Have you ever felt the hope that Ruth did here?

Knew that you had to hold on to something for dear life because God was working in and through this situation?

Remember there is always hope.

 

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Naomi and Her Daughters-in-Law

Then she started to return with her daughters-in-law from the country of Moab, for she had heard in the country of Moab that the Lord had considered his people and given them food. So she set out from the place where she had been living, she and her two daughters-in-law, and they went on their way to go back to the land of Judah. (Ruth 1:6-7, NRSV)

In the midst of darkness and death, Naomi heard from God. Remember there is always hope! Naomi heard that the famine that brought them to this land was over, so she took her belongings and her daughters-in-law and headed back to Bethlehem. She had found hope.

Have you ever been in despair and then found the light, the glimmer of hope in the darkness around you?

That light breaks in and it is all you can see, it pushes back the darkness and clears your sight so you see what you had hoped for.

Hope is always there.

 

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Elimelech’s Family Goes to Moab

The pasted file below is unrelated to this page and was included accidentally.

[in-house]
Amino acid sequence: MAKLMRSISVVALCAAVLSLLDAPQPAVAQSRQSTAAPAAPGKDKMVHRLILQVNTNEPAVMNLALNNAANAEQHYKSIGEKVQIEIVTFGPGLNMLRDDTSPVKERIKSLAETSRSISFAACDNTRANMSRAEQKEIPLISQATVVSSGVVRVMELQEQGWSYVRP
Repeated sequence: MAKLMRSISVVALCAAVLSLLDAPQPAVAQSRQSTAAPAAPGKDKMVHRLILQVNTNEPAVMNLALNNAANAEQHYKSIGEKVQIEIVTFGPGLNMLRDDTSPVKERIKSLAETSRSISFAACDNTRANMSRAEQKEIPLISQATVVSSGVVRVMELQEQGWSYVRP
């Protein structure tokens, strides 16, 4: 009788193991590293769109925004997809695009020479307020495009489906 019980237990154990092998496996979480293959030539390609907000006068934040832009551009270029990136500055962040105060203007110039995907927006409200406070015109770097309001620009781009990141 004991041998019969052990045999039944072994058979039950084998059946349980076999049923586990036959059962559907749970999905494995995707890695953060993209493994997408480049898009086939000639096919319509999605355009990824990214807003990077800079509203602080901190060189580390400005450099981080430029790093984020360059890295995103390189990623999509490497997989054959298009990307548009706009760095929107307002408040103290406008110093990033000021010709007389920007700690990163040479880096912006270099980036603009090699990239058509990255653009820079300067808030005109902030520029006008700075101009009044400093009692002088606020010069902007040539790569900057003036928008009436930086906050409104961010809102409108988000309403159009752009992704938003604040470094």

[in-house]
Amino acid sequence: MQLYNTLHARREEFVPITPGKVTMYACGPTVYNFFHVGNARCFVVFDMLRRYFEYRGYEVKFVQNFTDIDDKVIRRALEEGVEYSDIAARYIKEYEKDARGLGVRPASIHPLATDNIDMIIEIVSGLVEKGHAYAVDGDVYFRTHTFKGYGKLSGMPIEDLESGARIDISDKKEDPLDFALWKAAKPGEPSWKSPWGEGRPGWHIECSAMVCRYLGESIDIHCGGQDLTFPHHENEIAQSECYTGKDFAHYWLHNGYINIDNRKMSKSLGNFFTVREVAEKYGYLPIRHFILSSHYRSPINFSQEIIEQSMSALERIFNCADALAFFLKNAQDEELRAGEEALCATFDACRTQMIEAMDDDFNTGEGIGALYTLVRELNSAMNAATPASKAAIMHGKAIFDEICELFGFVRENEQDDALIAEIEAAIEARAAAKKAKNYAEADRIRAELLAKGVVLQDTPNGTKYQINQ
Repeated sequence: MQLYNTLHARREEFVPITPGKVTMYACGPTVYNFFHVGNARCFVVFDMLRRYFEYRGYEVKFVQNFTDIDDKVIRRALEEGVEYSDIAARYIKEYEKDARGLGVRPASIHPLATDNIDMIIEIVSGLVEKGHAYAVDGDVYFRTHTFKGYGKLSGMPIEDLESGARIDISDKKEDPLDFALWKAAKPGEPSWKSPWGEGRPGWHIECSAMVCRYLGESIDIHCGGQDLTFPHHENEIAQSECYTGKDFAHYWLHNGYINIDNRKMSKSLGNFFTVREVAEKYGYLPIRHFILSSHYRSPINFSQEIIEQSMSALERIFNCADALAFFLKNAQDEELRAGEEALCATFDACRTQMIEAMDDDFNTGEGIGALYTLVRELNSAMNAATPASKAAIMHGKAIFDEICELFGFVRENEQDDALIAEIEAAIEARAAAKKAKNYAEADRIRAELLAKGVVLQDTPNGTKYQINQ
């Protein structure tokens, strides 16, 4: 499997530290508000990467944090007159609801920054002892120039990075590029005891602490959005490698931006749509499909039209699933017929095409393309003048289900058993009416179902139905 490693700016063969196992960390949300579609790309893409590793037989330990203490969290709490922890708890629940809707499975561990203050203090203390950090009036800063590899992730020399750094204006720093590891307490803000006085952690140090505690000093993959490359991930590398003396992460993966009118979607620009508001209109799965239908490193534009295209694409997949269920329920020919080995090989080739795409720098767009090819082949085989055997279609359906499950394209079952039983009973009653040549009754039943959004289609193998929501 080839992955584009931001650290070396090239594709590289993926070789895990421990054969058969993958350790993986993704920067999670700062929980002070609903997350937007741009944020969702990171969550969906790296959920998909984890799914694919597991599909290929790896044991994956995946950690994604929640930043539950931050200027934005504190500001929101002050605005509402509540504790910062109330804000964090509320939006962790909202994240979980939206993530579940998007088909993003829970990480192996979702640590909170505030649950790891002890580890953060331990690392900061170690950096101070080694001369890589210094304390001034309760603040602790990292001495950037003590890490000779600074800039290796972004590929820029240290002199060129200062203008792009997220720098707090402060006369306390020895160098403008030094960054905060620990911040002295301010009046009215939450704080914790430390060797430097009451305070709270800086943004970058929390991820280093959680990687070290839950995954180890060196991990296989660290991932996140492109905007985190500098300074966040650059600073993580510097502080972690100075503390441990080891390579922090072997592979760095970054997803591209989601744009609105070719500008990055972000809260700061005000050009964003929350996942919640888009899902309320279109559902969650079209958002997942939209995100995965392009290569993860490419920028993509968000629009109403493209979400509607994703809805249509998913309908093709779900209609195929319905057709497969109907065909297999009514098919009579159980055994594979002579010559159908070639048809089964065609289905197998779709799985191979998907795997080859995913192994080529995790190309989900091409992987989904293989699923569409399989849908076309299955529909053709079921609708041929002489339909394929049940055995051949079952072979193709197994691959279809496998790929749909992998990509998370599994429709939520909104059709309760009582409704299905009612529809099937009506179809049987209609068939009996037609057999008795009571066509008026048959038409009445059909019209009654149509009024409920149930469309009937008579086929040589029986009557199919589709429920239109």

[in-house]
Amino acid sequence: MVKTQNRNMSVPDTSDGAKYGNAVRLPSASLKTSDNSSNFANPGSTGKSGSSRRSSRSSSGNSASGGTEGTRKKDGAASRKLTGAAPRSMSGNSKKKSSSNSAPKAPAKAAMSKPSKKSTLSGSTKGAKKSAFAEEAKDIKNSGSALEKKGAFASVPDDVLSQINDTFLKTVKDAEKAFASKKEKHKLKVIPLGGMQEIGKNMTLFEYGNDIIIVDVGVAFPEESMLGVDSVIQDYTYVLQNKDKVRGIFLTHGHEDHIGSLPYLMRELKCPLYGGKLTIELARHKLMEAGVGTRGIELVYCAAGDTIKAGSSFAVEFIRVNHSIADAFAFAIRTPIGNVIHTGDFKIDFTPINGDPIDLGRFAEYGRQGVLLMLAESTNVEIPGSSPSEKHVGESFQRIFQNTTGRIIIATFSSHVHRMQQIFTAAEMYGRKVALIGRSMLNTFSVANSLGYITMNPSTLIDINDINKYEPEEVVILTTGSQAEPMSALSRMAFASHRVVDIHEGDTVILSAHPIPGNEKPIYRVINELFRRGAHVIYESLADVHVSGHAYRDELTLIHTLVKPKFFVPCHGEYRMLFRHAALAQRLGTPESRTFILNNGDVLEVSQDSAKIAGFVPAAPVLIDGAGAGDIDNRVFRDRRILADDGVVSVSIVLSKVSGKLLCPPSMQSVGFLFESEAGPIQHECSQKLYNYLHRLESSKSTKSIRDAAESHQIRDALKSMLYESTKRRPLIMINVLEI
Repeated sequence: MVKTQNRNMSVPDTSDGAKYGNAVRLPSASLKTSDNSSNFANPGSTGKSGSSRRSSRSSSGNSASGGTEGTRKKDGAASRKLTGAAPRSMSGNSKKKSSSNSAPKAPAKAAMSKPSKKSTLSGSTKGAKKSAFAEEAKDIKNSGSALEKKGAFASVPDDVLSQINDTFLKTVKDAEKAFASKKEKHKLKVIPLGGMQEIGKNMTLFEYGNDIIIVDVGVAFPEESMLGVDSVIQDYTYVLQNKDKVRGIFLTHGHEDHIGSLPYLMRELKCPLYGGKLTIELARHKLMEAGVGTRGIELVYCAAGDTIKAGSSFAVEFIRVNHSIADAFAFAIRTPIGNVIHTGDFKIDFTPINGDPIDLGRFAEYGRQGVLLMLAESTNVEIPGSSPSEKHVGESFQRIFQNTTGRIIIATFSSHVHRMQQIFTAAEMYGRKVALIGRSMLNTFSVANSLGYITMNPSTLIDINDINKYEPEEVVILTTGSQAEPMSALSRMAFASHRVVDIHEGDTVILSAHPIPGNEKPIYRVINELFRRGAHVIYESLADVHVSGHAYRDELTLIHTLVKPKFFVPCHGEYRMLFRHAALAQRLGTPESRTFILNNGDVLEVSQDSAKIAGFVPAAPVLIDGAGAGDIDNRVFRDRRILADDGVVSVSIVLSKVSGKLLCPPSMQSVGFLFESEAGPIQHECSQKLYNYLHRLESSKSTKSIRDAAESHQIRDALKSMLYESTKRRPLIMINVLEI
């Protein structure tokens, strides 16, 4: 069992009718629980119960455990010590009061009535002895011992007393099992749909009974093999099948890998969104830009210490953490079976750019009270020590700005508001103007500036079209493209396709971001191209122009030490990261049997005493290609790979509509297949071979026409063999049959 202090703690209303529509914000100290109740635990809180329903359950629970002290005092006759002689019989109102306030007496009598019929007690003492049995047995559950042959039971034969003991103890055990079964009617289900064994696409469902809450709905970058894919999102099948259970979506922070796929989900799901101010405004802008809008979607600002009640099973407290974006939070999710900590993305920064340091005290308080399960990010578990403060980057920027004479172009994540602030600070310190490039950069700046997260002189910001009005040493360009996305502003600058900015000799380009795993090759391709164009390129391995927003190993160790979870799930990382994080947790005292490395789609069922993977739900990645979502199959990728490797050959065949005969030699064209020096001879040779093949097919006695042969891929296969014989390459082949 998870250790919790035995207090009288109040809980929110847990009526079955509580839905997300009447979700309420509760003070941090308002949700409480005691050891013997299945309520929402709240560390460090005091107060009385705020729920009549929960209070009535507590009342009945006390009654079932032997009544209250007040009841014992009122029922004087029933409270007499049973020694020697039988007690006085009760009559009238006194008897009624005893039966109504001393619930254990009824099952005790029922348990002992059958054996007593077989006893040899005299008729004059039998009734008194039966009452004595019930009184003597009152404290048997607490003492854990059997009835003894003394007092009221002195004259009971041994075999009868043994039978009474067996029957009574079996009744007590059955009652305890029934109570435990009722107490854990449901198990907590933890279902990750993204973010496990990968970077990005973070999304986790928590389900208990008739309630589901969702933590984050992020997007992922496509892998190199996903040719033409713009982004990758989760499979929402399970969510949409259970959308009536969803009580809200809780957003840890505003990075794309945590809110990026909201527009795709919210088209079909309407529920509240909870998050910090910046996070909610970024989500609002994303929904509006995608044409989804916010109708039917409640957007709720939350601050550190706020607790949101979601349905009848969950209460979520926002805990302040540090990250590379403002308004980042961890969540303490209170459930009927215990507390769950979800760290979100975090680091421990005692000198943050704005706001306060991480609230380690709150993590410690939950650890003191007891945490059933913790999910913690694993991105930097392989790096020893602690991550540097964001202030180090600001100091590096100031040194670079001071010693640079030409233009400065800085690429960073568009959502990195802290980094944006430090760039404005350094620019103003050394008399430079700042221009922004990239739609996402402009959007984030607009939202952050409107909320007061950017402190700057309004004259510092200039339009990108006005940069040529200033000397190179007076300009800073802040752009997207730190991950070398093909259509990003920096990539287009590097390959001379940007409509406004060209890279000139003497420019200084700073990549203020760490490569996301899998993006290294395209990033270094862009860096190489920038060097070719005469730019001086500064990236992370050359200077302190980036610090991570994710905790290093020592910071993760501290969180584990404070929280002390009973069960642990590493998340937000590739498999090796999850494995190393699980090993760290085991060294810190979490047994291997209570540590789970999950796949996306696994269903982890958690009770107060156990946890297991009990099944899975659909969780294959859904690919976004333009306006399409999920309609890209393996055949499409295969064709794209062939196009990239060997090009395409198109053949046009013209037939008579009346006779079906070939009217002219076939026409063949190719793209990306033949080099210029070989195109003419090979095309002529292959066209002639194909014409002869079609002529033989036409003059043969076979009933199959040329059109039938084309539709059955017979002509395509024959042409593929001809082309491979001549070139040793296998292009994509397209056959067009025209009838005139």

In the days when the judges ruled, there was a famine in the land, and a certain man of Bethlehem in Judah went to live in the country of Moab, he and his wife and two sons. The name of the man was Elimelech and the name of his wife Naomi, and the names of his two sons were Mahlon and Chilion; they were Ephrathites from Bethlehem in Judah. They went into the country of Moab and remained there. But Elimelech, the husband of Naomi, died, and she was left with her two sons. These took Moabite wives; the name of the one was Orpah and the name of the other Ruth. When they had lived there about ten years, both Mahlon and Chilion also died, so that the woman was left without her two sons and her husband. (Ruth 1:1-5, NRSV)

It seems like life for Naomi has gone from bad to worse. She was moved from her homeland because of famine and then after her husband died, her two sons marry, but then they died also. Now she has daughters-in-law to care for and no one to provide for her. Remember in this time, the men were the providers, so without a husband or sons, Naomi had no one to care for her. Add to that she is in a place where she has lived for many years but is still considered an outsider.

What will she do?

Have you ever found yourself in a situation like Naomi’s where it seems you have come to the end of hope?

What can we do?

Remember that God is always with us, there is never an end to hope…

 

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Ruth and Naomi